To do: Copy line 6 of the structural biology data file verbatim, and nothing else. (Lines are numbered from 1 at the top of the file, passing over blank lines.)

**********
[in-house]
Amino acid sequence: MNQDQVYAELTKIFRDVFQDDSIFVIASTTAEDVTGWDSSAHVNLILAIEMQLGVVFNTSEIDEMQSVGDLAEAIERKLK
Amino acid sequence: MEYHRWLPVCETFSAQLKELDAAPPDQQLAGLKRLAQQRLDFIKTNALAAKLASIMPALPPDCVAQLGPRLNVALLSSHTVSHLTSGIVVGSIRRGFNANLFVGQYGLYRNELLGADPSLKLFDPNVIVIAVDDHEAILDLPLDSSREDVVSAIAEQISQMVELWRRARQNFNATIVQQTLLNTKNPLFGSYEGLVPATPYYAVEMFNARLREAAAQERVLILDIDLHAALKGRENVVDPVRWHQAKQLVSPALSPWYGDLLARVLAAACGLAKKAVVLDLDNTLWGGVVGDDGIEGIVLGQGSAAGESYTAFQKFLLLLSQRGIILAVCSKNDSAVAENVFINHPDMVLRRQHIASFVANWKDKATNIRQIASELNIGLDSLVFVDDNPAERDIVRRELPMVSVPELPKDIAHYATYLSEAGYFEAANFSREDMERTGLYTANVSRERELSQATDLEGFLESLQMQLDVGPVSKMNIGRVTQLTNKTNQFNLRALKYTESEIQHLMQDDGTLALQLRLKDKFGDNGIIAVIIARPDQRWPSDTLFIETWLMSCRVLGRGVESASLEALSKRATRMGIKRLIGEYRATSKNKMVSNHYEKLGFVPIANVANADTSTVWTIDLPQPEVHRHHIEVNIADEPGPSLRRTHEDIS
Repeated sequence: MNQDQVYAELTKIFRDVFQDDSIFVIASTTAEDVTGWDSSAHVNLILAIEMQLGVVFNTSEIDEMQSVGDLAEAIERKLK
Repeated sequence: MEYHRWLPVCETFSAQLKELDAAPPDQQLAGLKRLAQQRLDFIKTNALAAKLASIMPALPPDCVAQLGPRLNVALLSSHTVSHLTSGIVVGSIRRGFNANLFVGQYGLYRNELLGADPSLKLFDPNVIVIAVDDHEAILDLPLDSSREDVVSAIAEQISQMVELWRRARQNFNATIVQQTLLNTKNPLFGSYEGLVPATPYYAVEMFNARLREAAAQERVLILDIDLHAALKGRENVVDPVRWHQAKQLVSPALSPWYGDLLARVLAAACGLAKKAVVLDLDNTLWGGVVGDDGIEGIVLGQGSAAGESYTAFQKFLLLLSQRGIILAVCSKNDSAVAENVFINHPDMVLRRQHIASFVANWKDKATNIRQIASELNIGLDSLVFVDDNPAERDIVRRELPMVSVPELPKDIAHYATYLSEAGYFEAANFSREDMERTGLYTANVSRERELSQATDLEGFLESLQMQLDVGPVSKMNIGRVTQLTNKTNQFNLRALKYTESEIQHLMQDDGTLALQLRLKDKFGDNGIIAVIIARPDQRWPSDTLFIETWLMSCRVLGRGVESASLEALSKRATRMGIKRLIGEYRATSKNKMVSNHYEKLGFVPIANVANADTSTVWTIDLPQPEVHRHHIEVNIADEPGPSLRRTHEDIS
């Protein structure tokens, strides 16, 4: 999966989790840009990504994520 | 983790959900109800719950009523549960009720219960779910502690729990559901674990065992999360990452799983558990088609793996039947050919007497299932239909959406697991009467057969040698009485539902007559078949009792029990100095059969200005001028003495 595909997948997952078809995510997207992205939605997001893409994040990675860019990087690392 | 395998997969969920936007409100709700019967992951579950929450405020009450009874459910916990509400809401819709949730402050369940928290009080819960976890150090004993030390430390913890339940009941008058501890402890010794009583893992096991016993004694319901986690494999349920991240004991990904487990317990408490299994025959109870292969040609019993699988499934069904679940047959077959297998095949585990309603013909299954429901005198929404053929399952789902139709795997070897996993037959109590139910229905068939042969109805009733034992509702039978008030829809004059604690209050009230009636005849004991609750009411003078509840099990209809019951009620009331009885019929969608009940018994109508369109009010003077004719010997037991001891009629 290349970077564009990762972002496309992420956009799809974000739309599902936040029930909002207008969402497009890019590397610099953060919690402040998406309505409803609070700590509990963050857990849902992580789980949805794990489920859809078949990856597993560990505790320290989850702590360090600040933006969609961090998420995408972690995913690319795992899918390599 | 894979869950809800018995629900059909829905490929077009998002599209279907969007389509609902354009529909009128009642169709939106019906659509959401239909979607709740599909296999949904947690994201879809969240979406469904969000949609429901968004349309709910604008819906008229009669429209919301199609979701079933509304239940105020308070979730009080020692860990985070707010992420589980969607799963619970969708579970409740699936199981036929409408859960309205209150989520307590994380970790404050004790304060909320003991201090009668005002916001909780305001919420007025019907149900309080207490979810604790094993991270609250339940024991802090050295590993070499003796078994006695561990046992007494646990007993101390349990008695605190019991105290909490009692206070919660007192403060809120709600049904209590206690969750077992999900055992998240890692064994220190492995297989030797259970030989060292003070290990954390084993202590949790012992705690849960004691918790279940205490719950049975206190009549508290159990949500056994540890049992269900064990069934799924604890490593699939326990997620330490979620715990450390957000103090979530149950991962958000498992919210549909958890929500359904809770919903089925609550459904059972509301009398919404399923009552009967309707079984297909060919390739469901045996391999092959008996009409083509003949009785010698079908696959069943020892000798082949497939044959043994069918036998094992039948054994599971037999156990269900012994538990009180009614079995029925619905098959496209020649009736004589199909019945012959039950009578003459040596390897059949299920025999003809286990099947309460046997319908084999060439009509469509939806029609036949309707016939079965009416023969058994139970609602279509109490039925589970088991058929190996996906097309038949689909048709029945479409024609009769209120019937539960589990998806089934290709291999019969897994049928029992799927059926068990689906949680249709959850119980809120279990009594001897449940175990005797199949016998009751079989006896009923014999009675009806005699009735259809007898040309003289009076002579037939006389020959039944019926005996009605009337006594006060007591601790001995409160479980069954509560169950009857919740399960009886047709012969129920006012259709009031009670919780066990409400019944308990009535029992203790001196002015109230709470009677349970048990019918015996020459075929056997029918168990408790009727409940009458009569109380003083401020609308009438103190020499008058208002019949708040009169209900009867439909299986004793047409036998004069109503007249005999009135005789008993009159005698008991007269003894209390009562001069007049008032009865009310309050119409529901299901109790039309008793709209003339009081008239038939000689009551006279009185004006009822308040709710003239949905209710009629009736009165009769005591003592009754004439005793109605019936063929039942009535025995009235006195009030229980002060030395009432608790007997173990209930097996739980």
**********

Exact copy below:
């Protein structure tokens, strides 16, 4: 999966989790840009990504994520 | 983790959900109800719950009523549960009720219960779910502690729990559901674990065992999360990452799983558990088609793996039947050919007497299932239909959406697991009467057969040698009485539902007559078949009792029990100095059969200005001028003495 595909997948997952078809995510997207992205939605997001893409994040990675860019990087690392 | 395998997969969920936007409100709700019967992951579950929450405020009450009874459910916990509400809401819709949730402050369940928290009080819960976890150090004993030390430390913890339940009941008058501890402890010794009583893992096991016993004694319901986690494999349920991240004991990904487990317990408490299994025959109870292969040609019993699988499934069904679940047959077959297998095949585990309603013909299954429901005198929404053929399952789902139709795997070897996993037959109590139910229905068939042969109805009733034992509702039978008030829809004059604690209050009230009636005849004991609750009411003078509840099990209809019951009620009331009885019929969608009940018994109508369109009010003077004719010997037991001891009629 290349970077564009990762972002496309992420956009799809974000739309599902936040029930909002207008969402497009890019590397610099953060919690402040998406309505409803609070700590509990963050857990849902992580789980949805794990489920859809078949990856597993560990505790320290989850702590360090600040933006969609961090998420995408972690995913690319795992899918390599 | 894979869950809800018995629900059909829905490929077009998002599209279907969007389509609902354009529909009128009642169709939106019906659509959401239909979607709740599909296999949904947690994201879809969240979406469904969000949609429901968004349309709910604008819906008229009669429209919301199609979701079933509304239940105020308070979730009080020692860990985070707010992420589980969607799963619970969708579970409740699936199981036929409408859960309205209150989520307590994380970790404050004790304060909320003991201090009668005002916001909780305001919420007025019907149900309080207490979810604790094993991270609250339940024991802090050295590993070499003796078994006695561990046992007494646990007993101390349990008695605190019991105290909490009692206070919660007192403060809120709600049904209590206690969750077992999900055992998240890692064994220190492995297989030797259970030989060292003070290990954390084993202590949790012992705690849960004691918790279940205490719950049975206190009549508290159990949500056994540890049992269900064990069934799924604890490593699939326990997620330490979620715990450390957000103090979530149950991962958000498992919210549909958890929500359904809770919903089925609550459904059972509301009398919404399923009552009967309707079984297909060919390739469901045996391999092959008996009409083509003949009785010698079908696959069943020892000798082949497939044959043994069918036998094992039948054994599971037999156990269900012994538990009180009614079995029925619905098959496209020649009736004589199909019945012959039950009578003459040596390897059949299920025999003809286990099947309460046997319908084999060439009509469509939806029609036949309707016939079965009416023969058994139970609602279509109490039925589970088991058929190996996906097309038949689909048709029945479409024609009769209120019937539960589990998806089934290709291999019969897994049928029992799927059926068990689906949680249709959850119980809120279990009594001897449940175990005797199949016998009751079989006896009923014999009675009806005699009735259809007898040309003289009076002579037939006389020959039944019926005996009605009337006594006060007591601790001995409160479980069954509560169950009857919740399960009886047709012969129920006012259709009031009670919780066990409400019944308990009535029992203790001196002015109230709470009677349970048990019918015996020459075929056997029918168990408790009727409940009458009569109380003083401020609308009438103190020499008058208002019949708040009169209900009867439909299986004793047409036998004069109503007249005999009135005789008993009159005698008991007269003894209390009562001069007049008032009865009310309050119409529901299901109790039309008793709209003339009081008239038939000689009551006279009185004006009822308040709710003239949905209710009629009736009165009769005591003592009754004439005793109605019936063929039942009535025995009235006195009030229980002060030395009432608790007997173990209930097996739980």